Hierarchical Reinforcement Learning

Hierarchical Reinforcement Learning

Carlos Diuk (Rutgers University, USA) and Michael Littman (Rutgers University, USA)
Copyright: © 2009 |Pages: 6
DOI: 10.4018/978-1-59904-849-9.ch122
OnDemand PDF Download:
No Current Special Offers


Reinforcement learning (RL) deals with the problem of an agent that has to learn how to behave to maximize its utility by its interactions with an environment (Sutton & Barto, 1998; Kaelbling, Littman & Moore, 1996). Reinforcement learning problems are usually formalized as Markov Decision Processes (MDP), which consist of a finite set of states and a finite number of possible actions that the agent can perform. At any given point in time, the agent is in a certain state and picks an action. It can then observe the new state this action leads to, and receives a reward signal. The goal of the agent is to maximize its long-term reward. In this standard formalization, no particular structure or relationship between states is assumed. However, learning in environments with extremely large state spaces is infeasible without some form of generalization. Exploiting the underlying structure of a problem can effect generalization and has long been recognized as an important aspect in representing sequential decision tasks (Boutilier et al., 1999). Hierarchical Reinforcement Learning is the subfield of RL that deals with the discovery and/or exploitation of this underlying structure. Two main ideas come into play in hierarchical RL. The first one is to break a task into a hierarchy of smaller subtasks, each of which can be learned faster and easier than the whole problem. Subtasks can also be performed multiple times in the course of achieving the larger task, reusing accumulated knowledge and skills. The second idea is to use state abstraction within subtasks: not every task needs to be concerned with every aspect of the state space, so some states can actually be abstracted away and treated as the same for the purpose of the given subtask.
Chapter Preview


In this section, we will introduce the MDP formalism, where most of the research in standard RL has been done. We will then mention the two main approaches used for learning MDPs: model-based and model-free RL. Finally, we will introduce two formalisms that extend MDPs and are widely used in the Hierarchical RL field: semi-Markov Decision Processes (SMDPs) and Factored MDPs.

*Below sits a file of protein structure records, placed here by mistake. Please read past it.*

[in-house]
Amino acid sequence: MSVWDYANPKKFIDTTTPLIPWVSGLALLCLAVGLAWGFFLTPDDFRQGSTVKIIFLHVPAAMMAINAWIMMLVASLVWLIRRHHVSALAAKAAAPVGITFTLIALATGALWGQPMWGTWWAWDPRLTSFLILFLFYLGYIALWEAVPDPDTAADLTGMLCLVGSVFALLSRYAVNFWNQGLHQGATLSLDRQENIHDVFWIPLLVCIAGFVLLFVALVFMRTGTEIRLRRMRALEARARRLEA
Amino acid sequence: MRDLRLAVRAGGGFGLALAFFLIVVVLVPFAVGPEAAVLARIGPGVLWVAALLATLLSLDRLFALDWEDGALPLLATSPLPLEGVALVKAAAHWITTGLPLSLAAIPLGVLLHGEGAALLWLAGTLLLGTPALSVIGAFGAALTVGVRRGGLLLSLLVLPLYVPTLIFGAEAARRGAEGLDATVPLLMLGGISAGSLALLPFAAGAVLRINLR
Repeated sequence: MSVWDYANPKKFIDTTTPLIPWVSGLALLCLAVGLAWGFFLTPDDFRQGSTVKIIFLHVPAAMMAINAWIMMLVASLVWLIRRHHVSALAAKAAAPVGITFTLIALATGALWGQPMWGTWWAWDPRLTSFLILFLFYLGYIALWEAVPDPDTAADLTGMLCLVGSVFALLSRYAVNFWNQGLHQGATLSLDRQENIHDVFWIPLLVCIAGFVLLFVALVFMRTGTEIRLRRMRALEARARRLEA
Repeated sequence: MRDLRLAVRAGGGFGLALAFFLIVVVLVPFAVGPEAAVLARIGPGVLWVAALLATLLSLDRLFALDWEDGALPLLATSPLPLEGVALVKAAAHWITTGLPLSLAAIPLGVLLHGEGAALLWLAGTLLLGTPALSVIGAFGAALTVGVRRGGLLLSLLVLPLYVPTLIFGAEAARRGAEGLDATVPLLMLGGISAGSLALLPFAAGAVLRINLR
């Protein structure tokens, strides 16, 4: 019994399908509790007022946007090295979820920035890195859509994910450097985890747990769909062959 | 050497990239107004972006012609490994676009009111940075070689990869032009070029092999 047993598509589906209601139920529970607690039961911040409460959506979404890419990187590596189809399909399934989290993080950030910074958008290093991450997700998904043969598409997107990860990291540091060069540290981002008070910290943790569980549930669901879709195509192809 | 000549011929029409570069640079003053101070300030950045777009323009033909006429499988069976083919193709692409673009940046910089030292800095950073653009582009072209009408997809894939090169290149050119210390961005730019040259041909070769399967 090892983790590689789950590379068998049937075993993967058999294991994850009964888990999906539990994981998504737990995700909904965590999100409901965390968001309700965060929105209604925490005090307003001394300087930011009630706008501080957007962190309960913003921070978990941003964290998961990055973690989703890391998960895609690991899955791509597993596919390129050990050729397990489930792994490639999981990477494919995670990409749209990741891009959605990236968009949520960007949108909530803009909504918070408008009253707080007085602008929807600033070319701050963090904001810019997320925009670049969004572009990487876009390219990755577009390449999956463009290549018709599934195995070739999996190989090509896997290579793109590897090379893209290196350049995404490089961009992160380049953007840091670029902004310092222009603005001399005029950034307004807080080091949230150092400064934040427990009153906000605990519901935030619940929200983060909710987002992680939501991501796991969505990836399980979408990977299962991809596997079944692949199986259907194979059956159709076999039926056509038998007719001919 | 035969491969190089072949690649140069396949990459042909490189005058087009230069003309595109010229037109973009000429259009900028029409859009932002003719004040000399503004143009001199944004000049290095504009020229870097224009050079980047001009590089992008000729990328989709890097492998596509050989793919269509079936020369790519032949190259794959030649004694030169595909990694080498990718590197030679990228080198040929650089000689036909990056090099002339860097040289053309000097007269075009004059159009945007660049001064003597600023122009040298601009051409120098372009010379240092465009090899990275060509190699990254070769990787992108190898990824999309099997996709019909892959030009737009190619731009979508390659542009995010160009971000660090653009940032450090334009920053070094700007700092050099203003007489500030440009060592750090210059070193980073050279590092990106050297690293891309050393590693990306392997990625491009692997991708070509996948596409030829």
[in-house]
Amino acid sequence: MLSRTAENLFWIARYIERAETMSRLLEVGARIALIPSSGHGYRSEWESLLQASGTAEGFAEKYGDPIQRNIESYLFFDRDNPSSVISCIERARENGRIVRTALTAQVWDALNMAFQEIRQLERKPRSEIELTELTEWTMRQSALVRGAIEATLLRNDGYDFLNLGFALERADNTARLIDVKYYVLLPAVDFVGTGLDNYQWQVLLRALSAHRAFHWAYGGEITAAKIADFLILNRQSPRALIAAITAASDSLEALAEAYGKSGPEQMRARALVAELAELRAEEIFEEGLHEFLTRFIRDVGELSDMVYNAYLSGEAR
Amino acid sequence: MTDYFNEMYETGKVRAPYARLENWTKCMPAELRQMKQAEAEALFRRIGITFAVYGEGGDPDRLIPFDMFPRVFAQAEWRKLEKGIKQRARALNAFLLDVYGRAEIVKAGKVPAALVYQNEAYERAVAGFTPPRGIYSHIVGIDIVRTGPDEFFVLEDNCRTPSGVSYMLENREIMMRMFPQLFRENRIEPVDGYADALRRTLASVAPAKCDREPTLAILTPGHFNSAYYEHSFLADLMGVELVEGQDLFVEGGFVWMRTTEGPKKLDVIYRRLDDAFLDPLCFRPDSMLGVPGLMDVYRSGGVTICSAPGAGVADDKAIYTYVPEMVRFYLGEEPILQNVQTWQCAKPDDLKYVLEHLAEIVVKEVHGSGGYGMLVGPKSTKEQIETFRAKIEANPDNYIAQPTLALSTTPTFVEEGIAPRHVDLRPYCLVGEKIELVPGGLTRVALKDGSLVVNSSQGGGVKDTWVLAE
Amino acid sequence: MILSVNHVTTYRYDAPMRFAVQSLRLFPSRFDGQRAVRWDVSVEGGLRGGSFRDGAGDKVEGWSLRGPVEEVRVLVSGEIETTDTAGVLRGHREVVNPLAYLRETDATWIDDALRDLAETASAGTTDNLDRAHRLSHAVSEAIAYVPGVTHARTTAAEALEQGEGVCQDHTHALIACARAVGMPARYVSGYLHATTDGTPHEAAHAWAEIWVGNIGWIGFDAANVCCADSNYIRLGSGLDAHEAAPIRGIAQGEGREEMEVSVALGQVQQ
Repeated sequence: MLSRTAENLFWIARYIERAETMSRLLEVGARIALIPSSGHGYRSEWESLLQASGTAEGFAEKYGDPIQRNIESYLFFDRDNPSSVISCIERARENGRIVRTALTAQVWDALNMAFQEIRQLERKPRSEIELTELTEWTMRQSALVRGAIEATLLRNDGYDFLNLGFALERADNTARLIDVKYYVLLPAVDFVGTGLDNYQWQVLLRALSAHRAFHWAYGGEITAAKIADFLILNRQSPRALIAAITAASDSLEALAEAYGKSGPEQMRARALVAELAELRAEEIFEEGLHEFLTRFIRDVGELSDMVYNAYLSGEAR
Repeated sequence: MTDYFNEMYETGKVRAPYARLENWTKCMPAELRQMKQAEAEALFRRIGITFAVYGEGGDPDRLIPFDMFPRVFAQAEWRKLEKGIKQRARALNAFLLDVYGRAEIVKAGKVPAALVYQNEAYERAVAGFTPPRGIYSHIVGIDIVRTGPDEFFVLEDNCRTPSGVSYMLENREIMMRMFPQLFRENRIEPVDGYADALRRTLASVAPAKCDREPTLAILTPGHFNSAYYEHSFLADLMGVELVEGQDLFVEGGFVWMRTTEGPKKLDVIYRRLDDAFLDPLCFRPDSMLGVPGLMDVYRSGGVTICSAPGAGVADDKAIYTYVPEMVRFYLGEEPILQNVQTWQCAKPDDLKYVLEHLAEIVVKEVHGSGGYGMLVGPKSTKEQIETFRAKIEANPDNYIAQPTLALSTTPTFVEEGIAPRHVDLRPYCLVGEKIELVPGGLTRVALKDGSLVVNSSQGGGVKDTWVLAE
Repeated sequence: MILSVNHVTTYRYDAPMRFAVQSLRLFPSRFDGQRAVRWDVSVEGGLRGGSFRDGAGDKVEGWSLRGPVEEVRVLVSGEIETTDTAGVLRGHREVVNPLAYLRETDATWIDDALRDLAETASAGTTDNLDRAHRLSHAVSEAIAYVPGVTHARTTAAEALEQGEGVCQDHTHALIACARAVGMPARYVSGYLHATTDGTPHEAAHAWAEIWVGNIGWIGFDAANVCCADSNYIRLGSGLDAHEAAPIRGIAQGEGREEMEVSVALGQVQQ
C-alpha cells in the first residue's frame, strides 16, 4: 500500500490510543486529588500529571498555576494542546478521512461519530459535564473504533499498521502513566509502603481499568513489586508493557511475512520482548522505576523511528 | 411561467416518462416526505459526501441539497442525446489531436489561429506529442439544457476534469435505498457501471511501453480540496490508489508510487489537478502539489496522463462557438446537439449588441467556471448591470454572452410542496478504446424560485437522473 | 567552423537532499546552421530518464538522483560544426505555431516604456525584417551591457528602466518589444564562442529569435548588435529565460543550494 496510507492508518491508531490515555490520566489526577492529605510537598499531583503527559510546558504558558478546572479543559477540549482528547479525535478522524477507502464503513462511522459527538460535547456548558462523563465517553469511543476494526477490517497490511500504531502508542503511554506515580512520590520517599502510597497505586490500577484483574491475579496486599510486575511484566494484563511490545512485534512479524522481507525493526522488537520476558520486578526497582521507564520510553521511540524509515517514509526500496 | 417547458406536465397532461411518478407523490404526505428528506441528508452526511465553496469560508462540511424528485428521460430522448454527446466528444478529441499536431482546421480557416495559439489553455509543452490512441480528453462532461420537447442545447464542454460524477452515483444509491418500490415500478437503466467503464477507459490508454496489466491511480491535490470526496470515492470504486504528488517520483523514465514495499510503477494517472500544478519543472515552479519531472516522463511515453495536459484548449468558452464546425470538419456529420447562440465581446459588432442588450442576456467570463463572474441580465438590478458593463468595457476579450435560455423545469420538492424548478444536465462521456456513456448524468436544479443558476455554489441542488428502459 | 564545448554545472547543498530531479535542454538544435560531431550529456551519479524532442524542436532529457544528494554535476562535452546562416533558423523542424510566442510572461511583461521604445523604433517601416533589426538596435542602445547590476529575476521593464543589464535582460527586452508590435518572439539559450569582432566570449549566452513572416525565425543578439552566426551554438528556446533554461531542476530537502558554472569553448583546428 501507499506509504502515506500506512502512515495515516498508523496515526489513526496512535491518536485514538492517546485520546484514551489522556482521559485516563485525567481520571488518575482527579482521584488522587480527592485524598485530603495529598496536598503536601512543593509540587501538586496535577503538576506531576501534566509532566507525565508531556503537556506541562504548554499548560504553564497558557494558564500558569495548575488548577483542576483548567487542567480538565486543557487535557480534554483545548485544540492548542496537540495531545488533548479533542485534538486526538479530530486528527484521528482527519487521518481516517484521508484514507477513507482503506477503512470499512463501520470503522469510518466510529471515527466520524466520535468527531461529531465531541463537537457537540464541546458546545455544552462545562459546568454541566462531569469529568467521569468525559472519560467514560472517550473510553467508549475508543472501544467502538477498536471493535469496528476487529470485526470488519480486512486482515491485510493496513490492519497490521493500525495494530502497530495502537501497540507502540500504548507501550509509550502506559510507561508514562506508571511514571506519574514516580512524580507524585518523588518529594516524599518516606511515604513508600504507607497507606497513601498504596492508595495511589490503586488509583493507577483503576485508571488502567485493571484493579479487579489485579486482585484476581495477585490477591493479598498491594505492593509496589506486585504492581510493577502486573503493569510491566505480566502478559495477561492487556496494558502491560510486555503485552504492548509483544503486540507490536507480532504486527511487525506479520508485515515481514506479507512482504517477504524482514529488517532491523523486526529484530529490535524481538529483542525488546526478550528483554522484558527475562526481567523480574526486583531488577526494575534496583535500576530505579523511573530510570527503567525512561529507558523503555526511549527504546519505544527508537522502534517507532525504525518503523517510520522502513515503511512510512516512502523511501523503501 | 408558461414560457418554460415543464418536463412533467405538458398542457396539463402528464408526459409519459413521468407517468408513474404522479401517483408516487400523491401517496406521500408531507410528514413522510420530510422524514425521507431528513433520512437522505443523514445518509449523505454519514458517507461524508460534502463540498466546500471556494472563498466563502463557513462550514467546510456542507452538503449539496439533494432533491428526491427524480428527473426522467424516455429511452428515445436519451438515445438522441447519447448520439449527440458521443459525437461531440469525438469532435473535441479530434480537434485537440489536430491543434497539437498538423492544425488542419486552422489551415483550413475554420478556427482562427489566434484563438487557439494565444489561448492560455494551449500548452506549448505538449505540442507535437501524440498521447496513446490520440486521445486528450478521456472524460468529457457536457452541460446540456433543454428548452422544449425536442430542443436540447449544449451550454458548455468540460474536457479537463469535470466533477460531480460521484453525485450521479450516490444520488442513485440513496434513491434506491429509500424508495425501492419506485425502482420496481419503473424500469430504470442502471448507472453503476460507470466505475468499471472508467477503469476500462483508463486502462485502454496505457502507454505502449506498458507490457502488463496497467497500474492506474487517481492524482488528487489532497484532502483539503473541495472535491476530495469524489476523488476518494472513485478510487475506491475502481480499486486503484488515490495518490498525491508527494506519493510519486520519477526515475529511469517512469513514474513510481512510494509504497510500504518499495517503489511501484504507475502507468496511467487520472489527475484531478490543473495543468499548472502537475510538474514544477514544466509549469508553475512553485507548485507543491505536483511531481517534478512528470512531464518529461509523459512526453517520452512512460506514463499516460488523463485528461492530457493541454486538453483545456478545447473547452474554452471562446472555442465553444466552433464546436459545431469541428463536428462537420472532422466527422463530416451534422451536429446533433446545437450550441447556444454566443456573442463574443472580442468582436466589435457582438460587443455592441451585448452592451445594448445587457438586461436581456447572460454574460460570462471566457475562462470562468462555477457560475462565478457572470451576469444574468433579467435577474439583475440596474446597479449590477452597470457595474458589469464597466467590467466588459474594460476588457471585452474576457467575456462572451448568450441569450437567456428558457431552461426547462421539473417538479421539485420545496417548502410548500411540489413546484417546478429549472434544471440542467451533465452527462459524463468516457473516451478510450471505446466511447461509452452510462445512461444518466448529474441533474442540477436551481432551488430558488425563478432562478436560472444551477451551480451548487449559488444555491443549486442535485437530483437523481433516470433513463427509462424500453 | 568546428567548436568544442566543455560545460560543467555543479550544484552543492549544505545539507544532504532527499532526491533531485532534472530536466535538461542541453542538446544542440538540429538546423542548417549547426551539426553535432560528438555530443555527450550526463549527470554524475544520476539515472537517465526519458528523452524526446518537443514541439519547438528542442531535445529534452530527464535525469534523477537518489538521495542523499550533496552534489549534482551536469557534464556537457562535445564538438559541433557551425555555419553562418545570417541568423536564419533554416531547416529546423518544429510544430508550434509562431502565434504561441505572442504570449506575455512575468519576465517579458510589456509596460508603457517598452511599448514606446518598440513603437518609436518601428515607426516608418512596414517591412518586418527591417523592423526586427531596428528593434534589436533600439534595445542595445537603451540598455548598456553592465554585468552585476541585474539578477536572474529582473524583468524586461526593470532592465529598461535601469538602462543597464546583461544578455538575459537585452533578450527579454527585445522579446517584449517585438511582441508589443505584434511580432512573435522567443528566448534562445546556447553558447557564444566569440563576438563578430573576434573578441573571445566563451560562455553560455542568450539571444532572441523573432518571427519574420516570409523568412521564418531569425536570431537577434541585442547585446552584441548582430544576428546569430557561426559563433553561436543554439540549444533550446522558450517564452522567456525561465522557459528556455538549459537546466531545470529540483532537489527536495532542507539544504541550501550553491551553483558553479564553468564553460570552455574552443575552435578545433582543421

Markov Decision Processes (MDPs)

A Markov Decision Process consists of:

  • a set of states S

  • a set of actions A

  • a transition probability function: Pr(s’ | s, a), representing the probability of the environment transitioning to state s’ when the agent performs action a from state s. It is sometimes notated T(s, a, s’).

  • a reward function: E[r | s, a], representing the expected immediate reward obtained by taking action a from state s.

  • a discount factor γ ∈ (0, 1], that downweights future rewards and whose precise role will be clearer in the following equations.

A deterministic policy p:S -> A is a function that determines, for each state, what action to take. For any given policy p, we can define a value function Vπ, representing the expected infinite-horizon discounted return to be obtained from following such a policy starting at state s:Vπ(s) = E[r0 + γ r1+ γ2 r2 + γ3 r3 + …].Bellman (1957) provides a recursive way of determining the value function when the reward and transition probabilities of an MDP are known, called the Bellman equation:Vπ(s) = R(s, π(s)) + g Ss’ÎS T(s, π(s), s’) Vπ(s’),commonly rewritten as an action-value function or Q-function:Qπ(s,a) = R(s, a) + g Ss’ÎS T(s, a, s’) Vπ(s’).An optimal policy p*(s) is a policy that returns the action a that maximizes the value function:p*(s) = argmaxa Q*(s,a)States can be represented as a set of state variables or factors, representing different features of the environment: s = <f1, f2, f3, …, fn>.

Key Terms in this Chapter

Markov Decision Process: The most common formalism for environments used in reinforcement learning, where the problem is described in terms of a finite set of states, a finite set of actions, transition probabilities between states, a reward signal and a discount factor

Semi-Markov Decision Process: An extension to the MDP formalism that deals with temporally extended actions and/or continuous time.

Factored-State Markov Decision Process: An extension to the MDP formalism used in Hierarchical RL where the transition probability is defined in terms of factors, allowing the representation to ignore certain state variables under certain contexts

Hierarchical Task Decomposition: A decomposition of a task into a hierarchy of smaller subtasks.

Hierarchical Reinforcement Learning: A subfield of reinforcement learning concerned with the discovery and use of task decomposition, hierarchical control, temporal and state abstraction (Barto Mahadevan, 2003)

State-Space Generalization: The technique of grouping together states in the underlying MDP and treating them as equivalent for certain purposes.

Reinforcement Learning: The problem faced by an agent that learns to a utility measure behavior from its interaction with the environment.

Complete Chapter List

Search this Book: